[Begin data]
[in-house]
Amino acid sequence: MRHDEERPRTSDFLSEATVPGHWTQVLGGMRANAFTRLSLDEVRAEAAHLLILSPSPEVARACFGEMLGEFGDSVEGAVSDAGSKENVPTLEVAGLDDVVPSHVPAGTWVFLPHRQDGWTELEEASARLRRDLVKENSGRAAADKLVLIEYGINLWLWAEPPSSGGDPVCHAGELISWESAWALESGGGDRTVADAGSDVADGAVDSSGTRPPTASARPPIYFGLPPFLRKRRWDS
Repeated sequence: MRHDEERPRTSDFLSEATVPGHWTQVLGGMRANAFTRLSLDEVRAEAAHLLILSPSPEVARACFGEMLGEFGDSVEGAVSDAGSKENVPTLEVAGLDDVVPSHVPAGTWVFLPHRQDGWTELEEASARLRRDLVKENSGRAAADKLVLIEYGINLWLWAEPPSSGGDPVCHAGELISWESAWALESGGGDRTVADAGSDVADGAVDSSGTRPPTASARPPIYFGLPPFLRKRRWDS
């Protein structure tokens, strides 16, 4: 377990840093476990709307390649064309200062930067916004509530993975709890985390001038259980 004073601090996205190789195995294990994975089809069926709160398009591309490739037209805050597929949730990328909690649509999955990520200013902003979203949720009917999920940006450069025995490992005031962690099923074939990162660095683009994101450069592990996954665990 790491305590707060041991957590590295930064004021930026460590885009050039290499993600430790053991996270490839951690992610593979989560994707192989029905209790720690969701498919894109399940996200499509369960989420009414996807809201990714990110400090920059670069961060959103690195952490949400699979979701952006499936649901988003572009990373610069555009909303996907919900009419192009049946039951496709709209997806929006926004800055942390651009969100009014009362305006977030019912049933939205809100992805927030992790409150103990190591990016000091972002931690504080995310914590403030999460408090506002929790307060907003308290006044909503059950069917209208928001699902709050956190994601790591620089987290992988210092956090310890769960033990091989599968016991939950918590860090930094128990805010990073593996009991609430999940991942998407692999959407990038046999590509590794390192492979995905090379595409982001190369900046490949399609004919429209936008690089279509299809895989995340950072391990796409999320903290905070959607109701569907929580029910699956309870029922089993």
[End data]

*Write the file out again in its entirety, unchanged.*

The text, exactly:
[in-house]
Amino acid sequence: MRHDEERPRTSDFLSEATVPGHWTQVLGGMRANAFTRLSLDEVRAEAAHLLILSPSPEVARACFGEMLGEFGDSVEGAVSDAGSKENVPTLEVAGLDDVVPSHVPAGTWVFLPHRQDGWTELEEASARLRRDLVKENSGRAAADKLVLIEYGINLWLWAEPPSSGGDPVCHAGELISWESAWALESGGGDRTVADAGSDVADGAVDSSGTRPPTASARPPIYFGLPPFLRKRRWDS
Repeated sequence: MRHDEERPRTSDFLSEATVPGHWTQVLGGMRANAFTRLSLDEVRAEAAHLLILSPSPEVARACFGEMLGEFGDSVEGAVSDAGSKENVPTLEVAGLDDVVPSHVPAGTWVFLPHRQDGWTELEEASARLRRDLVKENSGRAAADKLVLIEYGINLWLWAEPPSSGGDPVCHAGELISWESAWALESGGGDRTVADAGSDVADGAVDSSGTRPPTASARPPIYFGLPPFLRKRRWDS
């Protein structure tokens, strides 16, 4: 377990840093476990709307390649064309200062930067916004509530993975709890985390001038259980 004073601090996205190789195995294990994975089809069926709160398009591309490739037209805050597929949730990328909690649509999955990520200013902003979203949720009917999920940006450069025995490992005031962690099923074939990162660095683009994101450069592990996954665990 790491305590707060041991957590590295930064004021930026460590885009050039290499993600430790053991996270490839951690992610593979989560994707192989029905209790720690969701498919894109399940996200499509369960989420009414996807809201990714990110400090920059670069961060959103690195952490949400699979979701952006499936649901988003572009990373610069555009909303996907919900009419192009049946039951496709709209997806929006926004800055942390651009969100009014009362305006977030019912049933939205809100992805927030992790409150103990190591990016000091972002931690504080995310914590403030999460408090506002929790307060907003308290006044909503059950069917209208928001699902709050956190994601790591620089987290992988210092956090310890769960033990091989599968016991939950918590860090930094128990805010990073593996009991609430999940991942998407692999959407990038046999590509590794390192492979995905090379595409982001190369900046490949399609004919429209936008690089279509299809895989995340950072391990796409999320903290905070959607109701569907929580029910699956309870029922089993």